Update 16 Dec 2013: The LunchMoney site is now archived here.

I’m sure there are many people like me: we like to be helpful. So people ask us questions, and we’re helpful, and they ask more questions, and we keep getting our kicks from helping them, and then we die. Of starvation.

LunchMoney gives people (usually small businesses) buttons for their emails (or websites, but usually emails) that let their recipients make a quick, small, defined donation in return for helpfulness. Getting paid this way would be great, if it happens. Of course, I estimate that one in a thousand emails will actually elicit a payment. (I’ve been putting LunchMoney buttons on selected emails for a few weeks to test the system before going live. No tips yet…) But that’s the thing: the payment is not the point. For most people, the point is the point: the point that there’s no such thing as a free lunch, and that now and then, there’s nothing wrong with a monetary thank-you.

If LunchMoney gets sign-ups, it’ll keep 10% of all payments. This should cover PayPal charges and leave a percent or two as revenue.

Tools used: WordPress CMS with the Modest theme by Elegant Themes. I used Photoshop to create the logo.

Process: Register domain; install WordPress; download, install and set up the theme; set up PayPal donate buttons; design buttons in Photoshop; write copy; set up Facebook page required for theme. Probably about five hours’ work spread over several days.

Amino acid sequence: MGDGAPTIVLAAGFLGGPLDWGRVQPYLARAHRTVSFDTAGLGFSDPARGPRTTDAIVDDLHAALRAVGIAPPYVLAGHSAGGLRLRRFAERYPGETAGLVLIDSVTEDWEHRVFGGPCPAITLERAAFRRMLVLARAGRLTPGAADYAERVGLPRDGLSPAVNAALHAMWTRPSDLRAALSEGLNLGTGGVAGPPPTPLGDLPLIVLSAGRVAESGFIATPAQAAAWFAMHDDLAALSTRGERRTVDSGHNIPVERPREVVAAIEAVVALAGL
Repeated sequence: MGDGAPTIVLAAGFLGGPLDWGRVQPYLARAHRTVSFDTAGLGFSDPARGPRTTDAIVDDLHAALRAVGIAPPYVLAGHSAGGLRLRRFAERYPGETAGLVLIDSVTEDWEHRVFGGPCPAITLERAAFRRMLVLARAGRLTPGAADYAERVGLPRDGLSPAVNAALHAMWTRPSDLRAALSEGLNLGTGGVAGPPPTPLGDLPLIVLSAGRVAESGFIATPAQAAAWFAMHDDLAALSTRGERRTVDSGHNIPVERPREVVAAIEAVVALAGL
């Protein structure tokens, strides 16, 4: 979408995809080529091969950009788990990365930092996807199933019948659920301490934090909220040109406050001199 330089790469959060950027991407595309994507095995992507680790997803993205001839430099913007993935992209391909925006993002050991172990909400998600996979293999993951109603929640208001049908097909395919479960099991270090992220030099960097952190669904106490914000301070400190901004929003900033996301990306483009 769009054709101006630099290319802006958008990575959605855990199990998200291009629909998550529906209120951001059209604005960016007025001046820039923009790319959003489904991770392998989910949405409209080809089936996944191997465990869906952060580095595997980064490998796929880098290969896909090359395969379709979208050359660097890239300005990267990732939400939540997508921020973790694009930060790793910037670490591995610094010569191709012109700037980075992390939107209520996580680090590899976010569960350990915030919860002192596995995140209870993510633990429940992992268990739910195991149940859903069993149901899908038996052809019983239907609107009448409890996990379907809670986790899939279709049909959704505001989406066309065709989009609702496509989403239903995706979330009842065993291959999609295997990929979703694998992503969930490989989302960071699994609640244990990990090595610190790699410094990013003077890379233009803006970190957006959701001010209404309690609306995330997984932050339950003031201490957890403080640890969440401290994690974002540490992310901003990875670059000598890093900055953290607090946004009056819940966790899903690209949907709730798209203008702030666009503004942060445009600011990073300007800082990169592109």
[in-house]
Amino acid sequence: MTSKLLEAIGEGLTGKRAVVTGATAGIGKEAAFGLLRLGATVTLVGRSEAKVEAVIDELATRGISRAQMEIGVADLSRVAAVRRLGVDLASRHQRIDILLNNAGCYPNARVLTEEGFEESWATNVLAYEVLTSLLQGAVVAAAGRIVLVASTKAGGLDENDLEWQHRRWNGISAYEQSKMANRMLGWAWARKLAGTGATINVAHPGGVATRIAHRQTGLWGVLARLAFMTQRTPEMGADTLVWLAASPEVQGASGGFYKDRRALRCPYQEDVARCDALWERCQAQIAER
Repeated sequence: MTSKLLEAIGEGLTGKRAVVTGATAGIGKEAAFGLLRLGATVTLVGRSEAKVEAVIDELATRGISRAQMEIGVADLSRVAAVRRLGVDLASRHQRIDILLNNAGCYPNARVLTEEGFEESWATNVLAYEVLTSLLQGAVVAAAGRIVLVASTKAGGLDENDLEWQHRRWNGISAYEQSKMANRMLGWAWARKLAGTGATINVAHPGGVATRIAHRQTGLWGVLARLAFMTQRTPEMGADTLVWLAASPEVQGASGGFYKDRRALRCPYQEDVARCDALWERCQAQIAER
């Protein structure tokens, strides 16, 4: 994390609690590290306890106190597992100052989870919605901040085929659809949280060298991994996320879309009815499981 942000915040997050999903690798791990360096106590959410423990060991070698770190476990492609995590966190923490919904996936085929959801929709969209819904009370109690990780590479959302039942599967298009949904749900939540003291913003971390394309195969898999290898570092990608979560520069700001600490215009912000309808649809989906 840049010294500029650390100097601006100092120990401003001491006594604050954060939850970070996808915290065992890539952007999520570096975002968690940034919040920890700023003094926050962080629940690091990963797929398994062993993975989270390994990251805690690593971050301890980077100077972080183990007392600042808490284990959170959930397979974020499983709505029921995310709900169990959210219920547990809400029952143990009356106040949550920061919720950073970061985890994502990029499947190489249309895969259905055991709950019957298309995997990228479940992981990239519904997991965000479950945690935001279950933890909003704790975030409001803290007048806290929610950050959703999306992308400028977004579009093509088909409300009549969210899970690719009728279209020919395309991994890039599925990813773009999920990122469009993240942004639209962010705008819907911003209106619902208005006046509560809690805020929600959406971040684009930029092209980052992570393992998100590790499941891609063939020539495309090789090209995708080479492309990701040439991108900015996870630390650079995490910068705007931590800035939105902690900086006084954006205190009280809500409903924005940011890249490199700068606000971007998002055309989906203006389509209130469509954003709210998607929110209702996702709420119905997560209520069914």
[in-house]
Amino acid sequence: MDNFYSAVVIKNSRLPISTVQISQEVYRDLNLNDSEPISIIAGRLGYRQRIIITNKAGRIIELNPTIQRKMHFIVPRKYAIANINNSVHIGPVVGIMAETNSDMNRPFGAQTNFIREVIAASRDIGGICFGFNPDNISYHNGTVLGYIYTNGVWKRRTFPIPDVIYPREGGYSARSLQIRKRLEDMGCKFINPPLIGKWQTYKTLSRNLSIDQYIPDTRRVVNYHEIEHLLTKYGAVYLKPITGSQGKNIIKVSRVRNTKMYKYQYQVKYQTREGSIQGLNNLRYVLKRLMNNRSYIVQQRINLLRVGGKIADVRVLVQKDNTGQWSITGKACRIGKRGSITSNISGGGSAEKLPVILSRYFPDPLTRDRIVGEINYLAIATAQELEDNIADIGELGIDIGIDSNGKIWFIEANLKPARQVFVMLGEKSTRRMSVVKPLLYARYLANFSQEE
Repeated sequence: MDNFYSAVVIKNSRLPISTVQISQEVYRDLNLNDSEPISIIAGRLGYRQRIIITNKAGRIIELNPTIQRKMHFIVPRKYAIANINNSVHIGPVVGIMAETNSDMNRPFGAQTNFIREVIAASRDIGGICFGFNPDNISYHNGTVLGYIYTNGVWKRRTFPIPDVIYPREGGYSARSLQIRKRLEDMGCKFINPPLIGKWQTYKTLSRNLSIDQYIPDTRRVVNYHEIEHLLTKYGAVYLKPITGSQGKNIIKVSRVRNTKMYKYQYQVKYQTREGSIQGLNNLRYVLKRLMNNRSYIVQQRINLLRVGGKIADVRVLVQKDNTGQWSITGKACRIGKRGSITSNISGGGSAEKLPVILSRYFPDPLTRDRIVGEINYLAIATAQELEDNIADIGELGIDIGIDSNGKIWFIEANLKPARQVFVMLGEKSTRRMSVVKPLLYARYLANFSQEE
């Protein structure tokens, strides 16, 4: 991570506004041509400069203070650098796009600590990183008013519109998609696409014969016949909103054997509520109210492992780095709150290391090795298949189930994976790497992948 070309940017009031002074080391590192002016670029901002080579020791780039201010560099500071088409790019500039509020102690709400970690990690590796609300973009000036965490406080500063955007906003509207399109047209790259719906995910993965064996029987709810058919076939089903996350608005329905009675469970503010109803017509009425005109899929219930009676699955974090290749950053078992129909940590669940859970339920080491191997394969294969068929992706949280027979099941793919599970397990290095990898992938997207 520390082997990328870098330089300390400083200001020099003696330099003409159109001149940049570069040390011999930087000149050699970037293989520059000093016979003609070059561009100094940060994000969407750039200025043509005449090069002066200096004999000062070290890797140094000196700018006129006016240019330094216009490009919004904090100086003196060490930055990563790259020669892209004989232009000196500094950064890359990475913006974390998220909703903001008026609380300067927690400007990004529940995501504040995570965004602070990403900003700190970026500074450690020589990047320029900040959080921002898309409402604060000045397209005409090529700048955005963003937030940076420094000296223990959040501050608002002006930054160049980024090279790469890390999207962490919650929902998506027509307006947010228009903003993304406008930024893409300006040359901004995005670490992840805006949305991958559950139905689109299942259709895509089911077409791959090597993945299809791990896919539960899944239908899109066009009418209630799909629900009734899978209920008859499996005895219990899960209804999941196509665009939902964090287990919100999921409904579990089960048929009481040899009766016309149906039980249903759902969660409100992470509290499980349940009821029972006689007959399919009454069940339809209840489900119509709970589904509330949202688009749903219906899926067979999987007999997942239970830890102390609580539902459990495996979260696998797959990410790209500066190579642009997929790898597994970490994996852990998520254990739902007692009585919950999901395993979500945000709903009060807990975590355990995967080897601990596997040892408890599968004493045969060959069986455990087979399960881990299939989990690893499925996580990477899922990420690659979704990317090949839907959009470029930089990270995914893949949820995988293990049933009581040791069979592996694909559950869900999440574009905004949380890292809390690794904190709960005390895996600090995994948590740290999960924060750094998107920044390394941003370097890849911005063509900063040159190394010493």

Eco Real Estate For Sale

Though I was beat huh? Think again! Well, I’m still waiting on some content from our father dearest as I write this post, but never the less I have launched my next installment: Buy Today, Save Tomorrow!

Our folks have had a plot of land stowed away in tranquil Betty’s Bay for quite some time now. Inherited from parents of theirs the Betty’s Bay plot has been in the family for a mere 2 generations, not quite enough for it to constitute a sentimental value, although, Arthur would argue otherwise.

Never the less! This website’s purpose is to sell that plot of land for a price a little over and above what our parents are willing to let it go for, in there will lie my profit! Simple enough.

The sale of land itself is a little more complex than your average eCommerce system can handle so I’ve put a contact form in place that will deliver an email to the necessary parties should one enquire.

As mentioned earlier, I’m still waiting on content in the form of words and imagery from my father who I commissioned for the dreadful task of content creation. This, of course, is completely legit given that he’s getting something out of it and despite my tone, he did oblige when I asked.

The CMS is wordpress, the theme comes via and thats that!

Bananas, bananas, bananas

Update 16 Dec 2013: The DictatorChimp site is now archived here.